Novelist and screenwriter John Irving has published more than a dozen books – he is perhaps best known for his first novel, “The World According to Garp,” and a later novel (whose screenplay garnered him an Academy Award), “The Cider House Rules.” Irving will be in St. Louis at the St. Louis Speakers Series, presented by Maryville University, on Tue., Oct. 13. LN caught up with him in advance of his visit.
You’ve said many times before that you write your last sentence of your books first. Has it always been that way, since your first book in 1968?
It has always been that way, and I don’t imagine my process will change. It seems to work and seems to be the way I need to begin every story. I don’t feel confident to begin a novel until I know everything that will happen in it, most especially how it ends. Oftentimes, it’s more than the last sentence. Sometimes, it’s the last few paragraphs. It isn’t a religion for me, though. If in the process of writing a novel, I saw midway through there was a better last sentence, I wouldn’t hesitate to change it, and I hope I have the sense to recognize it. My novels are developed over years, not over a weekend.
Process-wise, how does working on a screenplay for a book like The Cider House Rules differ from working on a novel?
In the first place, I don’t usually see or imagine my novels as films. In many cases and most cases, even when asked, I’m not inclined to be part of an adaptation process if I don’t see myself that the film might be contained in that novel. However, I like writing screenplays. I’ve written original screenplays, and in the course of revising them and reworking them, they kind of naturally evolve into something bigger than a movie. I find writing screenplays a good way to find out if you want to write a novel. It’s a lot easier to develop a screenplay to a novel than to throw so much of it away. For example, the novel of “The Cider House Rules” takes place over 50 years. The film takes place over 18 months. The hardest part of that adaptation was losing those years, because that has a serious influence on what happens in the story and characters connected to the novel.
Lately, I like the (screenplay-writing) process if I’m thinking about an idea and wondering if it might be better as film. I’ll write it as a film because it’s easier.
I’m grateful for the experience I’ve had writing screenplays. I wrote an adaptation of my first novel, which was never made into a movie. I didn’t feel good about it at the time. It wasn’t a happy experience and I didn’t feel like repeating it right away. But the experience wasn’t wasted, because I learned how to do something.
Do you have a philosophy on life? If so, what character of yours best embodies it?
No, I don’t. I’m a fiction writer – I make things up. Real life doesn’t overwhelm me or impress me very much. To put it in perspective, when I see a film or book that’s advertised as “based on a true story,” I realize the story could be better if the writer with more imagination could’ve made it up. “Based on a true story” can only be as good as what happened.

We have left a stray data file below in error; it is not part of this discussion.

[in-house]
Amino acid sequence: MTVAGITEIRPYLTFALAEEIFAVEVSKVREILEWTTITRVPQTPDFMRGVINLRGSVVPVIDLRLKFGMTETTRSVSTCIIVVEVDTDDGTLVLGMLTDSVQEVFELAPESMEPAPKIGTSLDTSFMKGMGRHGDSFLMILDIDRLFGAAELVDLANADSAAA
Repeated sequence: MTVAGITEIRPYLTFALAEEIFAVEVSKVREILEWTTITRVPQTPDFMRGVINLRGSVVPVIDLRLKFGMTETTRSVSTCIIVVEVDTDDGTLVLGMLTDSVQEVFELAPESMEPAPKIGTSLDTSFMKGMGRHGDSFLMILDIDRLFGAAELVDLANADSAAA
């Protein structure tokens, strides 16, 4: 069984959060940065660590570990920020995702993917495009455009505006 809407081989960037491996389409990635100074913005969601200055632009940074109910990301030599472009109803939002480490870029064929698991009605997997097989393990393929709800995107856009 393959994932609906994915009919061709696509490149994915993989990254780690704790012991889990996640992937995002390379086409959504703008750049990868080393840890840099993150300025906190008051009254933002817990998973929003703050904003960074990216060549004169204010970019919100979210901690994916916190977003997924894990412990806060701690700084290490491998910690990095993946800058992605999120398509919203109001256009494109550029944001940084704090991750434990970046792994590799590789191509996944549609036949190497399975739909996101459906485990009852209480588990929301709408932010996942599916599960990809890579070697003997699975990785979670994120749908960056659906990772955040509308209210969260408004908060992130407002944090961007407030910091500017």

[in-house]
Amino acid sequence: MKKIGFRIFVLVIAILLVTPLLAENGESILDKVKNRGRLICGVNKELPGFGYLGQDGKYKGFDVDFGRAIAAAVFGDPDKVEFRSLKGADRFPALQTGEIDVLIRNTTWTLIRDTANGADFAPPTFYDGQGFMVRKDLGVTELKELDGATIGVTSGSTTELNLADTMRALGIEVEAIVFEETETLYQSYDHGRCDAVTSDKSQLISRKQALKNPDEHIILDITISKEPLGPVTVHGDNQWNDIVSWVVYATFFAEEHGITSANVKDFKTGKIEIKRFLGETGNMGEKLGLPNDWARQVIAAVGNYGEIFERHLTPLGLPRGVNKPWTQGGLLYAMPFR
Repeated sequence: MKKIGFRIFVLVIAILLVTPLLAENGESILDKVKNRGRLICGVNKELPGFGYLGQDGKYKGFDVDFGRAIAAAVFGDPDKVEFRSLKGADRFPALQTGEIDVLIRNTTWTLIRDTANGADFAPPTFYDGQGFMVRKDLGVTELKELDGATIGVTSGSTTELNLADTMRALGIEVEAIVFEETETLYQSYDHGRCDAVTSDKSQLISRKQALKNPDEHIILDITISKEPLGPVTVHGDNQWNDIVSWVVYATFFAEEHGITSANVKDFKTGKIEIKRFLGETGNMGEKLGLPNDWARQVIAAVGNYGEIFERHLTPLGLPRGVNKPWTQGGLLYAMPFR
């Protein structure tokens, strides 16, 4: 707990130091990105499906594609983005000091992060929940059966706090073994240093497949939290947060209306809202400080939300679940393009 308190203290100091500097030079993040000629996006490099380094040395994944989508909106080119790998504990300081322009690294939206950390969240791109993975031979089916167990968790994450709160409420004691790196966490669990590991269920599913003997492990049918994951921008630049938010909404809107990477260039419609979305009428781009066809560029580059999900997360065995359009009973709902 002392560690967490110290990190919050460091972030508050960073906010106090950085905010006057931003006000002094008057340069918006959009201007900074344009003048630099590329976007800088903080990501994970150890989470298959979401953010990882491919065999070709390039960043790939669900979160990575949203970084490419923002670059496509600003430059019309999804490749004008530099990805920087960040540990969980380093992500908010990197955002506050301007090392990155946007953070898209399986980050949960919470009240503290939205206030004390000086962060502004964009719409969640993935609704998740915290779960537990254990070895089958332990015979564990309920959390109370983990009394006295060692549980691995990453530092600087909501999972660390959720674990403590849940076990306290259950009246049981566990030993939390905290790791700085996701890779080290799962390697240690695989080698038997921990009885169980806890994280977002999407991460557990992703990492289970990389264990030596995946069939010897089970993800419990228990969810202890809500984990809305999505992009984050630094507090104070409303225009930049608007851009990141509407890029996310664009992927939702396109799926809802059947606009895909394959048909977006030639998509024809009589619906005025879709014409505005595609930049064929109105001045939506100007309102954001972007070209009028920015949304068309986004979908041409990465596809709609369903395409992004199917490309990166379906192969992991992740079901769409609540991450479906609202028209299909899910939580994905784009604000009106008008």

Can you tell us a little bit about “Avenue of Mysteries,” out Nov. 3? Where did the idea for the book come from? What do you want people to take away from it?
“Avenue of Mysteries” is about a Mexican-American who lives the first 14 years of life in southern Mexico, then leaves at 14 and never goes back. The experience and what happens to him in his childhood is the most formative time in his life and we later follow him as an older man as a trip to the Philippines, 40 years after his time in Mexico. Nothing has ever been quite the same for him after his childhood. That trip triggers dreams of childhood. There are parallels, and the older man’s memory of what haunts him in the past is triggered by the trip. Simply put, it’s about a Mexican-American who takes a trip to the Philippines. [Irving laughs.] It’s about a guy whose experience up to age 14 is never matched.
The ideas for stories and characters in my books don’t really come from a single moment, so much as they emerge over time from thinking of a character in a certain situation and what life-changing or life-lasting effects the situations we encounter as children or adolescence can have on a person. That’s a fair description of all my novels. They’re founded on the premise that what happens to us or what can happen to us in those formative years cannot only make us who we become as adults, but in some instances, as we grow older, dominate even our older lives. The older we get, the more we live in our memories and in our dreams from the past. I’ve always put a considerable belief in the past, or in the foundations of the past and its effect on what becomes of us in our later and grown-up lives.
This story was originally published at laduenews.com. Read it on LN’s website here.